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Tuded to. After some further conversation Ward that there was no diminution in the it was finally agreed, that the two motions estimates; by Mr. Huskisson, that the apshould be to the following purport: 1. plication of the money voted would be " That, an humble address be presented matter of subsequent consideration ; and to his inajesty, that he will be graciously by the Chancellor of the Exchequer, that pleased to give directions, that there be it was certainly intended to reward the laid before this house, an Account of the captors out of the stores, or the value of number of Licences which have been re- them. coinmended by the lords of his majesty's priry council to be granted by his majesty,

HOUSE OF LORDS. onder his sign manual, to persoris applying

Monday, February 1. for the same, for commercial objects, from the coinmencement of hostilities in May introduced by lords Wentworth and Lake.

[MINUTES.) Viscount Carthcart was 1903 to the first of Nov. last; distinguishing His patent of creation having been read at the number in each month or year. 2. That there be laid before this house, an Account the table, his lordship took the oaths and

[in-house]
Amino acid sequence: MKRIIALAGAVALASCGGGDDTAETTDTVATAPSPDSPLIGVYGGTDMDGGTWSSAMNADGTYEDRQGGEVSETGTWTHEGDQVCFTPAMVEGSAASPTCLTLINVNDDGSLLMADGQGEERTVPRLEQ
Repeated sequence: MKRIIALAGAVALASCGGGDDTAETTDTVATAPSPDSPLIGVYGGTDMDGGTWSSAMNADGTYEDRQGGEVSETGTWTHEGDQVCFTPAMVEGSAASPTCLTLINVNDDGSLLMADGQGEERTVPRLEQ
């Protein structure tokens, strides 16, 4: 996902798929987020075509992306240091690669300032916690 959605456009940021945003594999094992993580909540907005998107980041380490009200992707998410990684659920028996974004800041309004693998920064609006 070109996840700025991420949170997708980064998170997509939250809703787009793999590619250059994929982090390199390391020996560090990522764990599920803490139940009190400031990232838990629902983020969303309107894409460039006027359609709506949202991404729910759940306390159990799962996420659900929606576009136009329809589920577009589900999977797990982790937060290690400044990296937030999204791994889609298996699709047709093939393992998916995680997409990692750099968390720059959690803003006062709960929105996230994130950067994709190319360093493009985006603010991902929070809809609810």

his of the whole amount of Fees or Gratuities cated the thanks of the house severally to

seat. The Lord Chancellor communiwhich have been yearly paid and received at the Office of his majesty's most honour- each noble lord standing in his place whilst

viscount Carthcart and lord Gambier, able privy council, or at any other of the

the thanks were delivered. Viscount public offices, by or on account of persons Cathcart and lord Gambier severally adwho have obtained or have applied for Licences permitting them to navigate or

dressed the house, expressing their thanks trade, from the commencement of hostili- for the high honour conferred upon them,

and speaking in the warmest terms of apties in May 1803 to the 31st of Dec. last, specifying by what persons in the said probation of the ability, skill, discipline, offices respectively such Fees, or any pro- Navy employed in the Expedition to Coportion of them, have been ultimately received, or in what other manner the whole penhagen. amount of such Fees has been disposed of; and stating by what regulation, or according to what rate, such Fees are required.”